Last year’s Inflation Reduction Act (IRA) raised the tax credit for CO2 that’s permanently buried underground. Some CO2 is used in Enhanced Oil Recovery (EOR) to help push crude out of mature, low pressure wells. It can then be pumped back into the well for permanent storage. This is Carbon Capture, Use and Sequestration (CCUS). The IRA tax credit for CCUS via EOR is $60 per metric tonne. There are still some sources of naturally occurring CO2 that are tapped for EOR, a counterintuitive process that IRA tax credits will likely cause to be phased out.
Burying CO2 without using it to produce fossil fuels is more in keeping with the spirit of climate change, and so Carbon Capture and Sequestration (CCS) draws larger credits than CCUS. The biggest credit goes to CCS that extracts CO2 out of the ambient air, called Direct Air Capture (DAC). CO2 exists at about 412 parts per million and is fairly evenly distributed. DAC is expensive, but the IRA’s $180 per tonne credit is enough to justify private sector investment. Extraction facilities can be placed wherever is convenient – such as above a geological formation that used to hold hydrocarbons.
There’s a beautiful symmetry here, in that carbon atoms are first extracted as hydrocarbon molecules. For example, natural gas (methane) is CH4. Their combustion causes the carbon atom to break from its hydrogen atoms and recombine with oxygen, forming the CO2 atoms whose increasing presence is a main driver of concern about global warming. Some of the best places to permanently store CO2 molecules are where CH4 molecules and other hydrocarbons were originally found deep underground.
The map is unfortunately a little grainy, but nonetheless makes clear that CCUS projects are either linked to old oil/gas wells by CO2 pipelines or sit directly above them.
Energy infrastructure investors should care about this for two reasons. One is that carbon capture offers a new revenue source, since the pipelines and other hardware required are owned and will be built by existing midstream businesses. Enlink is especially well positioned, since they have a significant presence in Louisiana moving natural gas to the state’s petrochemical industry. Providing transport for the CO2 byproduct back to the geological formations that sourced the hydrocarbons is a good fit.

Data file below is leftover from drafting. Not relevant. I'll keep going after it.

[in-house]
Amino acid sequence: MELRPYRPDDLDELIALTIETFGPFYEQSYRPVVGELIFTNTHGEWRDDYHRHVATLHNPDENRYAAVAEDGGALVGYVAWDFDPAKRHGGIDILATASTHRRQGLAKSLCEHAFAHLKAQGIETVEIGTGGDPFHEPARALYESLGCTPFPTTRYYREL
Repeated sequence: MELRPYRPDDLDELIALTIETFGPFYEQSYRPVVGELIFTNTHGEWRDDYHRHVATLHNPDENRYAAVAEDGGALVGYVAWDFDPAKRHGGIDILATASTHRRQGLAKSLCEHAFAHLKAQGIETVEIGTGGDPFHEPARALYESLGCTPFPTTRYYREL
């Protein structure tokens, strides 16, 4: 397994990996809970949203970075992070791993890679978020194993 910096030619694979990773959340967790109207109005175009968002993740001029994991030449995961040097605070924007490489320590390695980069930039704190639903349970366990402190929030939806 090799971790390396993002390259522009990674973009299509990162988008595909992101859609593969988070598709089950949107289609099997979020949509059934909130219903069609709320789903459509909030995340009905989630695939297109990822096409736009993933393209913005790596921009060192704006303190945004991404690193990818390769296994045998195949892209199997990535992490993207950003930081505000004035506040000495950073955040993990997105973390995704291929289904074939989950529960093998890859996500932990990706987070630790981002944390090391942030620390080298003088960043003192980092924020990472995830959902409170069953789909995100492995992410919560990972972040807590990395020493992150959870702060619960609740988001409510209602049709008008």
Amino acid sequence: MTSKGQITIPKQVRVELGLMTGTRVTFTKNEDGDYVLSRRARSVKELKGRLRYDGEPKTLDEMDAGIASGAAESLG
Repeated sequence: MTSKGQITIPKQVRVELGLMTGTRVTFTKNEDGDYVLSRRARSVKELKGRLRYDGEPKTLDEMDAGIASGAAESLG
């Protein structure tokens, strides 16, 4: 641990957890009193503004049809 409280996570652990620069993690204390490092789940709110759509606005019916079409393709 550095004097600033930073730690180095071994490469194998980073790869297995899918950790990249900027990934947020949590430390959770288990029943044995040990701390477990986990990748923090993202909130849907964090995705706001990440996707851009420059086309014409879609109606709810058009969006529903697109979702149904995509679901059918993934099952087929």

The second reason is that increased use of carbon capture enhances the benefits of traditional, reliable energy versus solar and wind. In all of human history we’ve never transitioned to a form of energy that is less reliable and takes up far more space than what we’re already using. Solar panels and windmills are a regressive step in many ways.
Cheap natural gas and IRA tax credits are a potent combination that is drawing industries to the US. OCI, a Dutch fertilizer company, is building a $1BN ammonia plant in Texas that will capture 95% of the emissions generated by its process. Ammonia is widely used to produce fertilizer, one of Vaclav Smil’s four pillars of civilization (along with steel, cement and plastic).
The “blue” ammonia OCI will produce costs $119 per metric tonne more than conventionally produced ammonia. But they estimate that the IRA tax credits will be worth $145 per tonne. It’s a perfect example of why European businesses are being drawn to America.
German politicians have drawn comfort from the drop in industrial energy use following Russia’s invasion of Ukraine. Some credited conservation measures by energy-intensive manufacturers, but the data shows that a drop in output is the real explanation. America’s energy policies unlocked cheap oil and gas. European companies such as OCI are investing here because of that. German energy policies led to enormous investment in windpower and neglected natural gas because they thought Russia would maintain supply until it was no longer needed. They have the world’s most expensive electricity as a result, with any reduction in CO2 emissions swamped by China’s consumption of half the world’s coal. German energy policies are a catastrophe.
Berkshire Hathaway continues to lean into the wind by increasing its traditional energy investments. Most recently Buffett invested $3.3BN for 50% of the Cove Point LNG plant, adding to the 25% already owned via Berkshire Hathaway Energy. He obviously sees a bright future for exports of US natural gas.
Lastly, the Mountain Valley Pipeline (MVP) saga took another turn with the US Court of Appeals for the Fourth Circuit’s decision to halt construction in response to a lawsuit filed by the Wilderness Society. The suit concerns a 3.5 mile construction corridor through the Jefferson National Forest. Even an act of Congress specifically approving MVP has been insufficient to break through the legal obstacles. Infrastructure permitting in the US is a mess.
We have three funds that seek to profit from this environment:
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